This caught my eye:

The Gainesville (Georgia) School Board has promised it would look into why two Chinese oriented meditation websites come up as ‘occult’ and are blocked by the Gainesville High School Internet filter…Expressing her concern at Monday’s board meeting held in the high school cafeteria, Mary Silver, who supports Clear Wisdom and Falun Dafa, told board members the sites do not encourage involvement in the occult. Far from it, she said.

Falun Dafa is also known as Falun Gong, a form of exercise and meditation banned by the Chinese government in 1999. Practitioners have been jailed, sent to work camps and tortured. And if you believe some websites, killed and their organs sold for transplants. Occult means “secret” or “hidden.” At time the word is equated with “esoteric,” and has by used by some to describe practices like meditation, yoga, astrology, witchcraft as well as various mono- and polytheistic faiths which may practice these exercises and arts. Lumped into “occult” by pop culture are werewolves, vampires, zombies and anything else scary.  Eye roll.

A quick search for “Falun Dafa” and “occult” gets you to discussion forums like Vampire.nu and Occultforum.org, as well as one site that claims Falun Dafa practitioners

collect energy for [their] own benefit, but a portion is re-directed (by occult processes) to the Falun Gong cause in China.

So basically, Falun Dafa practitioners believe they are using some not readily known method to help gain freedom to practice their religion and to draw attention to human rights abuses. Kinda like prayer circles where the faithful pray to make money or to get rid of demons in their neighborhood.

But wait a minute.  Why is the term “occult” blocked by the high school’s internet filter? What other words are blocked? And why? Is “atheist” blocked? “Evolution”?   Are certain religions? Philosophies? And how would parents feel if terms like “resurrection” or “son of God” were blocked?

In April Prince William School District in Virginia received a letter from the ACLU pointing out that the school district’s internet ban on the term LGBT was unconstitutional. TDB reported:

According to the ACLU, barred websites under the system’s “LGBT” filter include those for educational organization The Gay Lesbian and Straight Education Network, school diversity campaign the Gay-Straight Alliance Network, anti-bullying initiative Day of Silence, and anti-suicide initiative the It Gets Better Project.

Meanwhile, because Prince William County Public Schools does not elect to bar “political/activist groups,” “health,” or “reference,” it currently allows students to access anti-LGBT websites like People Can Change, the National Association for Research & Therapy of Homosexuality, and Exodus International.

At they time they sent out the letter, the ACLU issued the following statement:

The ACLU also sent similar letters to schools in Michigan, Pennsylvania and Texas as part of the organization’s “Don’t Filter Me” initiative, which seeks to combat illegal censorship of LGBT information on public school computer systems by enlisting students to check their school’s web browsers and report what they find.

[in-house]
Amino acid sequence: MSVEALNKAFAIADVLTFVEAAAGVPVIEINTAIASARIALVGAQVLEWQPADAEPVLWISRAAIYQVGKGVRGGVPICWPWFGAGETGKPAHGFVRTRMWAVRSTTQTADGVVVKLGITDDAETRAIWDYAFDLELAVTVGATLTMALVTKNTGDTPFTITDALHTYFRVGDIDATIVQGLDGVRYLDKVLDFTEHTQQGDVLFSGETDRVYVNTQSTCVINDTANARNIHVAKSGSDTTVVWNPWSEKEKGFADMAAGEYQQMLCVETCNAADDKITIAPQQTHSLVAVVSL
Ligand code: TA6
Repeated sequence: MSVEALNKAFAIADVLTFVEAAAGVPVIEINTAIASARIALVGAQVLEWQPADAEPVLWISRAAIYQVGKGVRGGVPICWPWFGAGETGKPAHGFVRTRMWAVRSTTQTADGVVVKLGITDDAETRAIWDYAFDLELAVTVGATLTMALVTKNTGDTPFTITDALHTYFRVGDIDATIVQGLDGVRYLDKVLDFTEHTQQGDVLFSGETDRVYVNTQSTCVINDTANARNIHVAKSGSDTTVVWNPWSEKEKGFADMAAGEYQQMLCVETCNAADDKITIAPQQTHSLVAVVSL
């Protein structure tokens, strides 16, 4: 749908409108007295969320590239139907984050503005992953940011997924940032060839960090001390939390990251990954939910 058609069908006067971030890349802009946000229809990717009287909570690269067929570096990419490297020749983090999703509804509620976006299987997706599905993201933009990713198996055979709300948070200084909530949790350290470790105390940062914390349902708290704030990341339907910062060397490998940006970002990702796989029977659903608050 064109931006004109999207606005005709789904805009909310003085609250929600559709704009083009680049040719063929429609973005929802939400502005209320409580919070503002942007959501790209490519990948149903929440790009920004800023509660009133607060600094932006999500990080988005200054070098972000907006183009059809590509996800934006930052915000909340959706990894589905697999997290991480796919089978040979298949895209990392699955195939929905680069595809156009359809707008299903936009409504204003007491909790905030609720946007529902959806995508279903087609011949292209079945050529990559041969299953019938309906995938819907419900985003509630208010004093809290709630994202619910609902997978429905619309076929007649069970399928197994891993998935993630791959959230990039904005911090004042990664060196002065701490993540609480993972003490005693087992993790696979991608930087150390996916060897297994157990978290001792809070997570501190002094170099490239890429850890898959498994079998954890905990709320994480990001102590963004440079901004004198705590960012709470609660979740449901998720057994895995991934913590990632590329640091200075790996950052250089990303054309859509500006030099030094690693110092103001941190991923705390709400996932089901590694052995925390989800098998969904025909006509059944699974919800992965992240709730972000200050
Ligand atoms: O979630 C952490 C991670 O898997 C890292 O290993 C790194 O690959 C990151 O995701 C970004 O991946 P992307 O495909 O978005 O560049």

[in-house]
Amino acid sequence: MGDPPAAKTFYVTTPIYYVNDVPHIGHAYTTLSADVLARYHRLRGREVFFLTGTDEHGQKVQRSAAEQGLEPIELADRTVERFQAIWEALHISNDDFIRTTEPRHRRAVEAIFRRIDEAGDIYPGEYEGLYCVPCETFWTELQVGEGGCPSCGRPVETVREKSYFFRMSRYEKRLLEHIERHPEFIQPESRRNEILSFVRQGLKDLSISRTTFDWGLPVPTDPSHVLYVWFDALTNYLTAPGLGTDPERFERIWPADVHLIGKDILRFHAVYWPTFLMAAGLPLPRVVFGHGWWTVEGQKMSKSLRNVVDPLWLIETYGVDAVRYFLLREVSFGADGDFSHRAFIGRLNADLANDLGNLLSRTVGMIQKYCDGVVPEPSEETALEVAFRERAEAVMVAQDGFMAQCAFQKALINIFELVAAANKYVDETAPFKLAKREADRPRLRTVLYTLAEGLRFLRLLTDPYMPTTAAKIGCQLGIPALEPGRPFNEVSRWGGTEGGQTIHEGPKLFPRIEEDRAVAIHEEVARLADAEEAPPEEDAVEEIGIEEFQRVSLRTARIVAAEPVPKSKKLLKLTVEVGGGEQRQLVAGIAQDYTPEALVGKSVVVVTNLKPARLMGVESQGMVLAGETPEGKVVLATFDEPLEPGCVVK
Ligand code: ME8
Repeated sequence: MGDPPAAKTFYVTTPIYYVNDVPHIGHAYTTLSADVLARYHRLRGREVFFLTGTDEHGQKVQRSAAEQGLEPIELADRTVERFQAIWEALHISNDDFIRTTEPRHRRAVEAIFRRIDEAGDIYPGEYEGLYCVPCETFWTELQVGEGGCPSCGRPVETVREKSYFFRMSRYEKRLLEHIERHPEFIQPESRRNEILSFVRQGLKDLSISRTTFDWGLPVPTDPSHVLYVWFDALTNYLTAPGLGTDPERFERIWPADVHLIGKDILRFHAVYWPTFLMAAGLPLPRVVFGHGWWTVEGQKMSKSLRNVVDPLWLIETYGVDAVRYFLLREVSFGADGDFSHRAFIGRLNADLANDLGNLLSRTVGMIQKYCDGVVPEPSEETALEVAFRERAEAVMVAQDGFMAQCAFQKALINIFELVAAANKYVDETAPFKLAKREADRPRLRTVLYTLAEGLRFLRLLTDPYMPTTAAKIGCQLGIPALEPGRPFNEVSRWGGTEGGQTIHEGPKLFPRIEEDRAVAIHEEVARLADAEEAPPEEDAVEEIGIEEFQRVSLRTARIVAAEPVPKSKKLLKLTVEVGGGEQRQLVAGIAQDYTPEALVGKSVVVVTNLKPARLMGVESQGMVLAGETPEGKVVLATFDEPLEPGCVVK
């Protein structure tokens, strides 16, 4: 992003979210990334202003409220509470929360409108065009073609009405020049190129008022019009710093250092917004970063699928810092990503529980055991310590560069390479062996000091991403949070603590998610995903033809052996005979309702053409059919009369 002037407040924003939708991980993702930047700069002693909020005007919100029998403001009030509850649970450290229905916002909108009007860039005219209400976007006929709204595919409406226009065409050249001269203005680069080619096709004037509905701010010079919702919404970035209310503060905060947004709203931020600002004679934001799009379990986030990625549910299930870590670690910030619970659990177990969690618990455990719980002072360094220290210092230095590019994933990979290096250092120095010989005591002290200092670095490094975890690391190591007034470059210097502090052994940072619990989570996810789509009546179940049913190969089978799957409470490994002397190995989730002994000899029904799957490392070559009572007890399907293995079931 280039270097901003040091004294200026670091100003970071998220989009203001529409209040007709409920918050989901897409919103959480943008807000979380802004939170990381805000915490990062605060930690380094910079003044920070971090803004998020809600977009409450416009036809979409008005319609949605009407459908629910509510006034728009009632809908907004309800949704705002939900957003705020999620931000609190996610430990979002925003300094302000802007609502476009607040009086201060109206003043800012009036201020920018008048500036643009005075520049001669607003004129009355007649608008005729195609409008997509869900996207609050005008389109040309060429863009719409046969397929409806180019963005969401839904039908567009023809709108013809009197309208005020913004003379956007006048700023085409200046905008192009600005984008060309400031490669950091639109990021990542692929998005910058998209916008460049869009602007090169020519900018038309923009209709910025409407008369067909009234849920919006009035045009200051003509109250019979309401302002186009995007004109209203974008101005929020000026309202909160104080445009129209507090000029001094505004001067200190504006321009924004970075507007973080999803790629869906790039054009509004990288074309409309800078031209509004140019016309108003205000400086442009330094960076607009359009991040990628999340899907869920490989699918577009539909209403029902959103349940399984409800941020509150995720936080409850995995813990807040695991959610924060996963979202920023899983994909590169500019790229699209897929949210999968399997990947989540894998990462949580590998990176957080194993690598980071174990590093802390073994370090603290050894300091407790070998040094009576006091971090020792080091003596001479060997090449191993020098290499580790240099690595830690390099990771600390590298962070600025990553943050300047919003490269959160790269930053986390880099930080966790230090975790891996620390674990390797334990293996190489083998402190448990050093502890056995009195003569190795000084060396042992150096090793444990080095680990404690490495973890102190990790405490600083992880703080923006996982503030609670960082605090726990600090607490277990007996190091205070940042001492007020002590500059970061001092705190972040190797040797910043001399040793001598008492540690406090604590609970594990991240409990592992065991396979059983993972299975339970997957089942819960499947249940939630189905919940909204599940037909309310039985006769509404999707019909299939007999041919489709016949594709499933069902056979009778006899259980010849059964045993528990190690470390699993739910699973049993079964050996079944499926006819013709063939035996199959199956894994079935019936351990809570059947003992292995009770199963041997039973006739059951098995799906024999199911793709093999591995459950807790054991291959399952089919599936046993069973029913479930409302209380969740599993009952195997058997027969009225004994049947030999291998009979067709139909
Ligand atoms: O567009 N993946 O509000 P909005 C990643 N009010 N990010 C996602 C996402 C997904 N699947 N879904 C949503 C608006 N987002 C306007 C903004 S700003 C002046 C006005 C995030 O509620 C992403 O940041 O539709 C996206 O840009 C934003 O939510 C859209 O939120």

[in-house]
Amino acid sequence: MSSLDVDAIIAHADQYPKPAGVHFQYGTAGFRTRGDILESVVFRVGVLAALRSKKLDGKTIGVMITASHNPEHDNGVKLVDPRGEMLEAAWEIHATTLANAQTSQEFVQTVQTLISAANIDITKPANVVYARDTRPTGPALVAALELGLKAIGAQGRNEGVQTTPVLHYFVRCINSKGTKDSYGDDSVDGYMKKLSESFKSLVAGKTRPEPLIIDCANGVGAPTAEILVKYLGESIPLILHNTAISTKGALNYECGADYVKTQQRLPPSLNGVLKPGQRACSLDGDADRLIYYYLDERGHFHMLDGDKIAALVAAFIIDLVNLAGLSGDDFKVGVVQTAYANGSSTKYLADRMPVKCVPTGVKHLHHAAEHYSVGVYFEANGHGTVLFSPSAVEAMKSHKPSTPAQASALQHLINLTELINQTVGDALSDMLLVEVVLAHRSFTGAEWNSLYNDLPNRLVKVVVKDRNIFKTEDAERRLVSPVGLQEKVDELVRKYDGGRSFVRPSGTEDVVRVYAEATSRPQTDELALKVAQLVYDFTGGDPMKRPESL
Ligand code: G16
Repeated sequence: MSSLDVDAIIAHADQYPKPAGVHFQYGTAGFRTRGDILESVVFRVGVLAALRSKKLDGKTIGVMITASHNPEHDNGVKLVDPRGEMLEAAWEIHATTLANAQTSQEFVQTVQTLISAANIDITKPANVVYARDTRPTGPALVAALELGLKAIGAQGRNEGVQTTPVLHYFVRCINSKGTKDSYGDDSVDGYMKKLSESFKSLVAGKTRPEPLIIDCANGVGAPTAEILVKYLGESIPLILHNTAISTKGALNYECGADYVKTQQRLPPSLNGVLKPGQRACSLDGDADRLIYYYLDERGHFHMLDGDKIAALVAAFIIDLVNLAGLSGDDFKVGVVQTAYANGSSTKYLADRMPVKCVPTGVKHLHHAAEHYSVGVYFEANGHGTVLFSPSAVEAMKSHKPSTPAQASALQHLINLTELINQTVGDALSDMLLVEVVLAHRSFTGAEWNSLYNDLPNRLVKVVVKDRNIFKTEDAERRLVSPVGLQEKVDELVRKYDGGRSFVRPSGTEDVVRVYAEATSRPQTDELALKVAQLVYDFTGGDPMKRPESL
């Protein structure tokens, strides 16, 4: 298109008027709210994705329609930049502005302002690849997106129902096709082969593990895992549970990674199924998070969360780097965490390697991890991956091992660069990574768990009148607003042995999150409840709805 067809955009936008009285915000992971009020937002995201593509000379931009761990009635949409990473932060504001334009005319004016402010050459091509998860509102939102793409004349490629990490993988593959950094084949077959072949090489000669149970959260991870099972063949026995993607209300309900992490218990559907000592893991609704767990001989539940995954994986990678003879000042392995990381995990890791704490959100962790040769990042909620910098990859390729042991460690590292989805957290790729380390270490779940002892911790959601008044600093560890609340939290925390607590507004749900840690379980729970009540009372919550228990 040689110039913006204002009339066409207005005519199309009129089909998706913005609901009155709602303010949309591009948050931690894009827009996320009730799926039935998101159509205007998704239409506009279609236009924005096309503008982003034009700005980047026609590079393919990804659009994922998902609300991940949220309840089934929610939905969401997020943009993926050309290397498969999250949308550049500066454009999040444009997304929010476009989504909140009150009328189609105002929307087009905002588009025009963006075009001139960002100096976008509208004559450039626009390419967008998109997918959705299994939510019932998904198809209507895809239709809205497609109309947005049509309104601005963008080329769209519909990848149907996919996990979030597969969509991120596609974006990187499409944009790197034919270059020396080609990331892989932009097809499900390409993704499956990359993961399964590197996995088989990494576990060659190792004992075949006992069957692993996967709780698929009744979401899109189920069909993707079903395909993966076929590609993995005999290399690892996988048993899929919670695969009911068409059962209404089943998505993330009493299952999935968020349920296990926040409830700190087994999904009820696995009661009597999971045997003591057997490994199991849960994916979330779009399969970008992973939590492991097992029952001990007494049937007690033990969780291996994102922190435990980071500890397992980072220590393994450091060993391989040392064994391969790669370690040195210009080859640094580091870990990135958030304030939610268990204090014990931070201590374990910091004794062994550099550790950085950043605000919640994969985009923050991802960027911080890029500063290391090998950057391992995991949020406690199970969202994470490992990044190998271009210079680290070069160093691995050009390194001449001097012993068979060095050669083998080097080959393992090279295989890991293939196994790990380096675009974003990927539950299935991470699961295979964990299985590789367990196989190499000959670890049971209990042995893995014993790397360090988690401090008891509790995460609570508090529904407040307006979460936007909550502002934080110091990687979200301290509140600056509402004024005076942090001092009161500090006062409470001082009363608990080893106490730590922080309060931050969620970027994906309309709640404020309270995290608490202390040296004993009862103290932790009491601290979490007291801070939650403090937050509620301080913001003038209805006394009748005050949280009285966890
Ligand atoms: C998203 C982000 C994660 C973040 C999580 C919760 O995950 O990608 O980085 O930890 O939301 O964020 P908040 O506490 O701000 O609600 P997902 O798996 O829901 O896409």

Under the First Amendment right to free speech and the Equal Access Act, gay-straight alliances and LGBT support groups should have access to national organizational websites that help them to function, just as other groups, such as Key Clubs and the chess clubs, are able to access their national websites.

Ken Blackstone, a spokesman for the Prince William school system said that:

the school system is required by federal law to use Internet filtering software to keep students and staffers from looking at inappropriate content at school. He said the division’s Blue Coat filtering software blocks out 32 specific categories, including, for instance, sites containing pornography or promoting violence or drugs.

Butt the process is automated and sometimes the software doesn’t correctly differentiate between, for example, gay support groups and gay pornography.

In order to correct that problem, Blackstone said the school division has a process by which students or staff can request to have a site unblocked. He said that to the best of his knowledge, no one made such a request in this case.

So, if websites about certain  “occult” faiths, philosophies and belief systems are not allowed into the school, and other religions and philosophies are allowed to pass through the Internet filter, why? Who sets up these filters? Are they set by prevailing community standards, the Federal government, or by the school itself using certain guidelines and their own interpretations?

Seems though that blocking equal access to all religions is a blow against freedom of religion, one of the very cornerstones of our nation and one of the reasons we even have Founding Fathers.

And side note: banning the word “occult” prevents seekers from finding information about colon cancer, arthritis and even baseball!